Giovanni Ortiz v. Loretta Lynch, No. 14-60861 March 1, 2016 (5th Cir. unpub.)
IN THE UNITED STATES COURT OF APPEALS
FOR THE FIFTH CIRCUIT
GIOVANNI JESUS AGUAYO ORTIZ,
LORETTA LYNCH, U. S. ATTORNEY GENERAL,
Petition for Review of an Order of the
Board of Immigration Appeals
BIA No. A206 705 961
Before REAVLEY, SMITH, and HAYNES, Circuit Judges.
Giovanni Jesus Aguayo Ortiz (Aguayo), a native and citizen of Mexico,
petitions this court for review of a final administrative order of removal issued
by the Department of Homeland Security (DHS) pursuant to the expedited
removal proceedings set forth in 8 U.S.C. § 1228(b). Aguayo was ordered
removed based on his 2014 conviction in Texas state court of forgery of a
document issued by the United States government, which the DHS determined
* Pursuant to 5TH CIR. R. 47.5, the court has determined that this opinion should not
be published and is not precedent except under the limited circumstances set forth in 5TH
CIR. R. 47.5.4.
United States Court of Appeals
March 1, 2016
Lyle W. Cayce
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I found this case particularly funny and wanted to share it with everyone!
he cries "due process
violation" for DHS
depriving him of
assistance of counsel.
He cries "due process
violation" for being
removed without DHS
Which is it?
qualified as an aggravated felony conviction for purposes of 8 U.S.C.
§ 1227(a)(2)(A)(iii). See TEX. PENAL CODE ANN. § 32.21(e).
We lack “jurisdiction to review any final order of removal against an
alien who is removable by reason of having committed” certain criminal
offenses, including aggravated felonies. 8 U.S.C. § 1252(a)(2)(C). However, we
retain jurisdiction to consider “constitutional claims or questions of law raised
upon a petition for review.” § 1252(a)(2)(D). In his petition for review, Aguayo
argues that the DHS violated his due process rights. Accordingly, we have
jurisdiction to review his claims. We will not consider the documents that
Aguayo has included in his appendix to his appellate brief. We must “decide
the petition [for review] only on the administrative record on which the order
of removal is based.” § 1252(b)(4)(A).
Aliens in removal proceedings are entitled to the protection of the Fifth
Amendment’s Due Process Clause. Manzano-Garcia v. Gonzales, 413 F.3d 462,
470 (5th Cir. 2005). However, an alien cannot prevail on a due process claim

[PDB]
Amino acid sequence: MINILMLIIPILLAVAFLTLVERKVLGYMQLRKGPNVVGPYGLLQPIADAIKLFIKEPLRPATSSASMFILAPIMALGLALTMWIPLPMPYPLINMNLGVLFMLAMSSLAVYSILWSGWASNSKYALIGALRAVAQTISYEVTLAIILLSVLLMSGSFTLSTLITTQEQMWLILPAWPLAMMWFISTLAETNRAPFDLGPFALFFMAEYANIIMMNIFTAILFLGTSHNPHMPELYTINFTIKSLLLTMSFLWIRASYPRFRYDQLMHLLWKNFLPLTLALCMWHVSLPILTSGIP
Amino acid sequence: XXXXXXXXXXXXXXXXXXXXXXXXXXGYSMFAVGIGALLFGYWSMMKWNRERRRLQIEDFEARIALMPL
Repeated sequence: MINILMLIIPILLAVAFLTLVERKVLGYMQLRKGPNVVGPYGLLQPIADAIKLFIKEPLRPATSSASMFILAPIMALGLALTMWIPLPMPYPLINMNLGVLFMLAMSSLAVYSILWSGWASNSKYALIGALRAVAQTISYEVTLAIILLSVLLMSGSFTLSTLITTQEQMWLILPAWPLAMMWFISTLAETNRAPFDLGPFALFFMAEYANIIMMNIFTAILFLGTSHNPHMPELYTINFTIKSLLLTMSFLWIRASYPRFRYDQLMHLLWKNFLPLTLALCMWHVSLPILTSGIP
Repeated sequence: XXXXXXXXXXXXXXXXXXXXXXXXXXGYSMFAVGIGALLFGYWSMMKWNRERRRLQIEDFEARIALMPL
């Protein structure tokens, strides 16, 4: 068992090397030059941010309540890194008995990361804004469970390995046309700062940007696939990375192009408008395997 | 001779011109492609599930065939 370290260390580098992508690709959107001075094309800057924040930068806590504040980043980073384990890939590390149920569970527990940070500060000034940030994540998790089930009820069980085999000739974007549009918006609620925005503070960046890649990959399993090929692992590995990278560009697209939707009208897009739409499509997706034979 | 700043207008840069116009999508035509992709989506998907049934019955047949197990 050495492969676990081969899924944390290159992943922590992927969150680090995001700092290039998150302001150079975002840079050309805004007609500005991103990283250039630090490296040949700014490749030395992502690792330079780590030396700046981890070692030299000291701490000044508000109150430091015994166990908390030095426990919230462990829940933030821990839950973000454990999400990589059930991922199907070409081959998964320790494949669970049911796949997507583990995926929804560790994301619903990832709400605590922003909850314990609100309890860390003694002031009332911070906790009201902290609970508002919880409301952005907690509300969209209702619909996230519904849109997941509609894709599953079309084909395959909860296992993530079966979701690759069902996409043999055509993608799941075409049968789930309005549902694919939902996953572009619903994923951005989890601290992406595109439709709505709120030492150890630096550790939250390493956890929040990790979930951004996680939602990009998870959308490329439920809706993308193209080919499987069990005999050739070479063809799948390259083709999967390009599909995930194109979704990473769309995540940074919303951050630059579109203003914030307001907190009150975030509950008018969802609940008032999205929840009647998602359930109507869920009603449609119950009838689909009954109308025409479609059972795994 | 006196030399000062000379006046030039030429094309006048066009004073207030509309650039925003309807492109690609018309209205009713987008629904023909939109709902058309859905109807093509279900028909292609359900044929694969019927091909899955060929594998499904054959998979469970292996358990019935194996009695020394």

unless he establishes the denial of a right protected by the Due Process Clause
and makes an initial showing that the denial resulted in substantial prejudice.
Anwar v. INS, 116 F.3d 140, 144 (5th Cir. 1997); Patel v. INS, 803 F.2d 804,
807 (5th Cir. 1986).
Aguayo argues that the DHS violated his due process rights by issuing a
final order of removal even though he did not knowingly and voluntarily waive
his procedural rights or his right to the assistance of counsel. The record does
not conclusively show that Aguayo knowingly and voluntarily waived his
rights in the context of his expedited removal proceeding. However, Aguayo
has not established that he would have been able to rebut the charges
contained in his notice of removal or that he might have obtained some form of
relief from removal absent the due process violations. Because Aguayo has not
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shown that the alleged violations resulted in substantial prejudice, his due
process claim fails. See Anwar, 116 F.3d at 144-45; Ogunfuye v. Holder, 610
F.3d 303, 306-07 (5th Cir. 2010).
Aguayo also argues that the DHS violated his due process rights by
removing him to Mexico without first advising his attorney. However, the
record does not support Aguayo’s assertion that he was represented by counsel
at the time the DHS issued his removal order and had him removed from the
United States. Absent a showing that the DHS violated a right protected by
the Due Process Clause, Aguayo’s claim fails.
Aguayo’s petition for review is DENIED.
Case: 14-60861 Document: 00513401607 Page: 3 Date Filed: 03/01/2016
Notice that he did not argue that it was NOT an aggravated felony? Even if there were
some minor procedural error (which was not proven), it would have made no difference.